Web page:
She only looked back once with a knowing grin before she was at the gates, through the queue, and the festival swallowed her whole.
Instantly the world was one she knew and understood better than the real life she lived every day. No one here quite fit in a box. There were boys and girls in plaid shirts, band t-shirts and stone washed jeans. People shuffling about in fluffy onesies depicting well-loved cartoon characters though there was neither a bed nor bedroom in sight. Skinny boys with tight black jeans and long back-combed hair, girls in powdery white makeup with delicate black lines encircling their eyes and forming spidery webs across their eyelids. Then there were the ones with chunky platforms boots in silver or black, fishnet tights, tank tops and multi-coloured dreadlocks, and boys with long black fringes that sat unnaturally perfect against their pale faces and snakebite piercings, one ring on either side of their bruise coloured lips. There were girls in maxi-dresses with gold body paint in scrawls of lines and arrows all over their skin, boys in combat trousers, steel cap boots and army jackets or sleeveless tees.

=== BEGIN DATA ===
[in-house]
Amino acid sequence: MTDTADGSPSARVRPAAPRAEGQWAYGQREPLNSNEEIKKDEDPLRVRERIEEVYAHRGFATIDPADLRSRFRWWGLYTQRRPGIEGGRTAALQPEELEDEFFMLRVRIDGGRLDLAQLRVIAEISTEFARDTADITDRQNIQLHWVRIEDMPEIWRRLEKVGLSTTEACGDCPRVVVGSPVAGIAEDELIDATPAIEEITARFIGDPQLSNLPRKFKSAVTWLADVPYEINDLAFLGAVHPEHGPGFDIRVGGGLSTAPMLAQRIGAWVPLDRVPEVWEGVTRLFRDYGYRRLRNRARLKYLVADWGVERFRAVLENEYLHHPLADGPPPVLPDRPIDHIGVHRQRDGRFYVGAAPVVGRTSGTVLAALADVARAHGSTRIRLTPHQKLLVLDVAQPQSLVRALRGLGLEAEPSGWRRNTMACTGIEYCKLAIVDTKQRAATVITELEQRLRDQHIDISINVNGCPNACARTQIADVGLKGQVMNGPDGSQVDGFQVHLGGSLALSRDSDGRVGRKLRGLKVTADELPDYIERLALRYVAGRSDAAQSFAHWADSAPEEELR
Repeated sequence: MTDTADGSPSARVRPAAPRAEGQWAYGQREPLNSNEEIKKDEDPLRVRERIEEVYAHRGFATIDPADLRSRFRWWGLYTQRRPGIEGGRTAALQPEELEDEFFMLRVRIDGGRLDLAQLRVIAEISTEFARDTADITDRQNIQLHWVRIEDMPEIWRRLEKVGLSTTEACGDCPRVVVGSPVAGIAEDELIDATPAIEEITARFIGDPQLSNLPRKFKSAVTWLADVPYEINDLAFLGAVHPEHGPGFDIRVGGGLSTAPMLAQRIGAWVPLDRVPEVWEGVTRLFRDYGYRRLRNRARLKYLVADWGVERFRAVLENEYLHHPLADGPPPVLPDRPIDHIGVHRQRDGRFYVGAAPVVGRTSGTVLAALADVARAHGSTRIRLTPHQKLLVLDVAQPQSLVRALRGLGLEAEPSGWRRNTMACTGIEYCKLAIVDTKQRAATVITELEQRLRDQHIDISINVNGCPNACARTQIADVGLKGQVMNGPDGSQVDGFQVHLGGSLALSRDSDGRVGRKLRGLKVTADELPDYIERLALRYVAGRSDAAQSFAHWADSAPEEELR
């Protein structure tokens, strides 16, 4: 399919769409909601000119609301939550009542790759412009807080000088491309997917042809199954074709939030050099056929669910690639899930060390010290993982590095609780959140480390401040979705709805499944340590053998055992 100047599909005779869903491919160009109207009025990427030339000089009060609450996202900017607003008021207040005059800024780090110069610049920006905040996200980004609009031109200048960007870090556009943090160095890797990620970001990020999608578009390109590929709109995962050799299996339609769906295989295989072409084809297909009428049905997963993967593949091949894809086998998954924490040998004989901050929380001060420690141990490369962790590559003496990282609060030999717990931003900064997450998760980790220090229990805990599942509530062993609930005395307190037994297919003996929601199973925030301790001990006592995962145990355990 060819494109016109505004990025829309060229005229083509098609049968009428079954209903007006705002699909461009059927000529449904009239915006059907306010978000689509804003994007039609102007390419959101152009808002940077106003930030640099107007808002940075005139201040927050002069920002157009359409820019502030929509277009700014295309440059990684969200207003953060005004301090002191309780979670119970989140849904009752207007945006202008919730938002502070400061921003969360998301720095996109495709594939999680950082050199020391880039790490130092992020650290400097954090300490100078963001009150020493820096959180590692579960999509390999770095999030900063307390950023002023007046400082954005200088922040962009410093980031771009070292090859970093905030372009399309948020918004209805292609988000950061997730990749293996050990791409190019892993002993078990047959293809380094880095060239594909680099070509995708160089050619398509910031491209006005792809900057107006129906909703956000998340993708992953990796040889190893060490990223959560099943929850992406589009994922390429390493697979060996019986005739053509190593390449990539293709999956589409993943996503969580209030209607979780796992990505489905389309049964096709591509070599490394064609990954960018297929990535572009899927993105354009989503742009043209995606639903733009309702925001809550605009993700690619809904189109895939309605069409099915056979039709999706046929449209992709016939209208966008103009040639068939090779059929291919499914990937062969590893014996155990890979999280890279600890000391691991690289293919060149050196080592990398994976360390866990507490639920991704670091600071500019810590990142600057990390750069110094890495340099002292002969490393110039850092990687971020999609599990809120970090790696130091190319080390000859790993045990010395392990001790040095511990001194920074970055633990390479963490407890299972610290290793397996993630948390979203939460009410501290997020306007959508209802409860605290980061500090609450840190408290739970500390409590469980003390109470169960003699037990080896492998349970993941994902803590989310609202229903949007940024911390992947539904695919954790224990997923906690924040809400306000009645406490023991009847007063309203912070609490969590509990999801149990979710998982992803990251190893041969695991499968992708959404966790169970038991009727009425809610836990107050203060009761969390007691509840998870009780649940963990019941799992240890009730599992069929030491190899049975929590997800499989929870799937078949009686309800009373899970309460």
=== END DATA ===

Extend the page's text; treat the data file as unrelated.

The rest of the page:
There were matching couples and matching groups, and mis-matched ones too, with someone from every tribe of the social dark-side of society that you could have imagined, the cast-out, discarded, abused, teased, forgotten, misunderstood and labelled. The freaks, the moshers, the goths, the cyber children, the Lolittas, the weirdos, the rockers, the emos, the glam-rockers, and many more that she knew society could not have put a word to. But here – in being different – they were all the same.